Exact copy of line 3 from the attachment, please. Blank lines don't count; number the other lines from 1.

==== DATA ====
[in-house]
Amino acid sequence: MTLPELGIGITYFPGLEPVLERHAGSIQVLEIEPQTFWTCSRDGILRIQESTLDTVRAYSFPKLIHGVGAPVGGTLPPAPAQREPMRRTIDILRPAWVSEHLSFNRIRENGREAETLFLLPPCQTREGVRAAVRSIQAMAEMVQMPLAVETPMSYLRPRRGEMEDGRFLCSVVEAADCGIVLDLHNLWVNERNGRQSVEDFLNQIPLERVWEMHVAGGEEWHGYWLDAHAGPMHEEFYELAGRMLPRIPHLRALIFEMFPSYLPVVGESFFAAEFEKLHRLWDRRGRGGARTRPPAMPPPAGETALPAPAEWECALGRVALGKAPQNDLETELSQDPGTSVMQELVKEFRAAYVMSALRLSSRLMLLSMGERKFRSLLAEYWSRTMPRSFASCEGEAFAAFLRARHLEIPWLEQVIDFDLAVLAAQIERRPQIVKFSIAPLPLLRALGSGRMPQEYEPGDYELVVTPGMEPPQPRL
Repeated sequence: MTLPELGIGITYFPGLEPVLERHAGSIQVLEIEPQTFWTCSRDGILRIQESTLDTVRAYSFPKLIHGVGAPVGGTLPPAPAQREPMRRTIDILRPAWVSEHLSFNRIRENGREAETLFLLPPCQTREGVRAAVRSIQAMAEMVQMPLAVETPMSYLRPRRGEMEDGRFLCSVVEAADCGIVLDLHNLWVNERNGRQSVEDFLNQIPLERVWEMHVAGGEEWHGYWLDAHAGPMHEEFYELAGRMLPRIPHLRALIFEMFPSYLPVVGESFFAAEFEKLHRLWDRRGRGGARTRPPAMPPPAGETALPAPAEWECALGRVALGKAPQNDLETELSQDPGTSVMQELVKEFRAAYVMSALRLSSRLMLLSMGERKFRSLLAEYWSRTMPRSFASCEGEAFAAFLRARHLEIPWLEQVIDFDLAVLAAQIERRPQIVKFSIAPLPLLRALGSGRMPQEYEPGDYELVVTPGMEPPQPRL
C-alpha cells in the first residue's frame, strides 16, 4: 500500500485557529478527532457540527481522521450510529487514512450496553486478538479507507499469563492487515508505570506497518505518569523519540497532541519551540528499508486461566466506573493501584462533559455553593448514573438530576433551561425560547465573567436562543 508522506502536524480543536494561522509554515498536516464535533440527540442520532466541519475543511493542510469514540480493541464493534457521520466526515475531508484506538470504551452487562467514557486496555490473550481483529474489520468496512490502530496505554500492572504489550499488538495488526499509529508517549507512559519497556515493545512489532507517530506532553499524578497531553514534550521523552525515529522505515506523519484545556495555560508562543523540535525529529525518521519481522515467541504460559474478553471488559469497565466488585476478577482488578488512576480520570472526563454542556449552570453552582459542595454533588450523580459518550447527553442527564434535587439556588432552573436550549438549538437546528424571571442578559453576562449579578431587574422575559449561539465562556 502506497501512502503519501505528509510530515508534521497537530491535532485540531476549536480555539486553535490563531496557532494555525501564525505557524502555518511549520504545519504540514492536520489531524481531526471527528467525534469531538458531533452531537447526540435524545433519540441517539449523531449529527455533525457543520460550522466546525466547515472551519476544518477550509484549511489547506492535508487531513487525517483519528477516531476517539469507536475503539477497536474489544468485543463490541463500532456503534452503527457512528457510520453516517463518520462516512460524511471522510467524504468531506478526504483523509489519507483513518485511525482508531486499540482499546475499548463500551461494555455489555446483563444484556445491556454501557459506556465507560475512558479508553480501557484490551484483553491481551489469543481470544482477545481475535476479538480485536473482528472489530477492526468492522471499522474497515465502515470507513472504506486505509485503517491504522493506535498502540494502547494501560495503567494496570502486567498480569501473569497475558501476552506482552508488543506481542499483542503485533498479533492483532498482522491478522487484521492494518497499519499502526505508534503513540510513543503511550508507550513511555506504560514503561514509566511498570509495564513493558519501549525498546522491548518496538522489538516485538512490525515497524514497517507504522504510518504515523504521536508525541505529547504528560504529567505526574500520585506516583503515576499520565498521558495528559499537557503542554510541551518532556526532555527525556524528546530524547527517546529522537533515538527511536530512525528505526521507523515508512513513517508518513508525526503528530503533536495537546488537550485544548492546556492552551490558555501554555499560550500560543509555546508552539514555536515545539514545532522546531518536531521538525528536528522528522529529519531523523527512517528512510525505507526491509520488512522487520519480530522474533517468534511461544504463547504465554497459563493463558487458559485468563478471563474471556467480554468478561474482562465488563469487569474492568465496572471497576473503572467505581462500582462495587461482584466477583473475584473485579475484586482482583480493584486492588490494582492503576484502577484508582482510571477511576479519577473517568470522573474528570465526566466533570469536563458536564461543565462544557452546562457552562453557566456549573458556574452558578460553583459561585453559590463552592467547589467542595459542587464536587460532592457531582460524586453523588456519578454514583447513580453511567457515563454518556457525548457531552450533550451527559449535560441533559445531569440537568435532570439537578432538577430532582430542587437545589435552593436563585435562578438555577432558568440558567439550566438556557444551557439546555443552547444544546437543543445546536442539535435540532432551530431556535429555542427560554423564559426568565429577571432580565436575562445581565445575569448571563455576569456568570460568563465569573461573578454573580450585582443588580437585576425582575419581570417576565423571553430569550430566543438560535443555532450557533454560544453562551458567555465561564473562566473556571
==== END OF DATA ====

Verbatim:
Repeated sequence: MTLPELGIGITYFPGLEPVLERHAGSIQVLEIEPQTFWTCSRDGILRIQESTLDTVRAYSFPKLIHGVGAPVGGTLPPAPAQREPMRRTIDILRPAWVSEHLSFNRIRENGREAETLFLLPPCQTREGVRAAVRSIQAMAEMVQMPLAVETPMSYLRPRRGEMEDGRFLCSVVEAADCGIVLDLHNLWVNERNGRQSVEDFLNQIPLERVWEMHVAGGEEWHGYWLDAHAGPMHEEFYELAGRMLPRIPHLRALIFEMFPSYLPVVGESFFAAEFEKLHRLWDRRGRGGARTRPPAMPPPAGETALPAPAEWECALGRVALGKAPQNDLETELSQDPGTSVMQELVKEFRAAYVMSALRLSSRLMLLSMGERKFRSLLAEYWSRTMPRSFASCEGEAFAAFLRARHLEIPWLEQVIDFDLAVLAAQIERRPQIVKFSIAPLPLLRALGSGRMPQEYEPGDYELVVTPGMEPPQPRL